"He's a kind, caring kid, but he does give me grief from time to time.
"I'll tell him to go and take out the rubbish and he'll say "you're an independent woman, why don't you do it?'.
"My job is to teach him how to be an independent young man though, because one day he'll be out there living on his own."
There were no hidden secrets to being a mother, Teki said.
"They don't come with manuals, even though sometimes I wish they did.
"You just have to love your children and give them all the opportunities to be able to grow into independent, great members of society.
"If you have their back then they'll have yours, and if I'm half as good a mother as my own mum then I know I've done a good job."
Rachel Puru and her husband Conway have looked after two of their granddaughters (four and two years old) fulltime for nearly two years, something she said had been a blessing.
They are part of a group who meet up once a week in Whanganui to talk about their experiences in raising grandchildren.
"Your life changes overnight, and for us we're parents for a second time around," Puru said.
"All those plans you had for later on in life, they change, but that's okay. That's what we do as Nana and Koro, it's all about our babies.
"At least I didn't have to give birth to these ones."
Puru said she and Conway had enjoyed creating new memories with their grandchildren.
"For me, when you have these two beautiful mokopuna who, every night, say 'Goodnight Nanny, I love you', that's really special.
"You're a bit wiser this time around, and you have a bit more patience and understanding. I'm not working now, so I'm fully dedicated to them, really.
"We're not the only ones either, there's a whole whanau and lots of friends who are around to help as well. We all share them and care for them."
The couple had gone back to the routines of parenthood, Puru said.
"There are clothes and school lunch boxes and stuff, and we had to buy a van.
"I had a little hatchback before the girls came to us. Then came the prams and carseats.
"There is the hard stuff, which is a whole other story, but as far as the actual parenting goes, that's been really, really, cool."
10 things to do this Mother's Day.
• How about making her a homemade face mask? Mash one ripe banana in a mixing bowl with a fork until it's a paste, then add a teaspoon of honey and a teaspoon of lemon juice. Mix all the ingredients thoroughly and you've got yourself a nutrient-rich paste to cleanse the skin.
• You can't go wrong with flowers, and there are plenty of top quality florists in Whanganui. If you're feeling adventurous, you could even make a bouquet using flowers and plants from your own back garden. Haven't got any? How about planting some with mum this Sunday?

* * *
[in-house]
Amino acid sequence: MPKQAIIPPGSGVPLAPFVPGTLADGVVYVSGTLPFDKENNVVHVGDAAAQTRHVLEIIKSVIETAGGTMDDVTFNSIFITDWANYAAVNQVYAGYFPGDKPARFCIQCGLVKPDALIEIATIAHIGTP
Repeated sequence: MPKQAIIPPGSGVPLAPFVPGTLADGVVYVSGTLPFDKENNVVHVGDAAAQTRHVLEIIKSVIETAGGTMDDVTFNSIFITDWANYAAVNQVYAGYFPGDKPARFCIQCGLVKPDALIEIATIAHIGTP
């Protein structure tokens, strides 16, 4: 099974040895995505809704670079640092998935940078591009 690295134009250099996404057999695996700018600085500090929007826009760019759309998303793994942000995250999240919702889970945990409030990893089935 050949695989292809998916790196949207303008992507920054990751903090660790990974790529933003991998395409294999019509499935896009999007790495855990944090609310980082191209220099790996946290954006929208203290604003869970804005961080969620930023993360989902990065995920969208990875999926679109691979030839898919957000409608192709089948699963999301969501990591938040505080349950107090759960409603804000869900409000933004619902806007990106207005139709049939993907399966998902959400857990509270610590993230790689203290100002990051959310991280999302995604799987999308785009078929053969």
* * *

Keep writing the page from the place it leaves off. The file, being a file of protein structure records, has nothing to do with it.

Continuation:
• Breakfast in bed is the classic Mother's Day treat. May we suggest smashed avocado on toast? You'll already have the mixing bowl out for the face mask anyway, just make sure you've cleaned all the banana off it first.
• Mother's Day marks PS Waimarie's last trip of the summer season. The famous riverboat has a fully licensed galley with hot and cold refreshments, so you can also shout mum a glass of bubbles while you enjoy a two-hour cruise on the Whanganui Awa.
• What are everyday jobs that your mum doesn't like doing? Do them for her. You should probably be helping out more than once a year, but if you're not, there is no better time to start than on Mother's Day.
• It doesn't matter how old you are, or how old your mum is, you can't go wrong with a bit of home baking. Even if your cake, slice, or pie tastes horrible, at least you can have a chuckle about it together.
• If your mum is less about cake and more about cardio, a session with a personal trainer is the perfect Mother's Day gift. Too intense? You could always trade that in for a leisurely bike ride down the Mountains to Sea trail to Castlecliff, for a walk on the beach and a coffee at the Citadel Cafe on Rangiora St.
• If you sent your mum running by throwing banana paste her, try tempting her back with a gift voucher from one of the numerous beauty therapists in Whanganui. Why not throw a massage in too?
• The Whanganui Music Society is hosting a Mother's Day concert at St Paul's Hall on Cooks St this Sunday. A vocal and instrumental recital begins at 2pm, featuring Ingrid Culliford, Win Livesay and others. Afternoon tea will follow, and anyone is welcome to attend. There is a $5 entry fee for non-members.
• Recreating one of your baby photos is a cheap, heartfelt, and potentially terrifying Mother's Day gift. Alternatively, you could make a time-lined photo collage of you and her together through the years. That could also prove to be quite terrifying, however.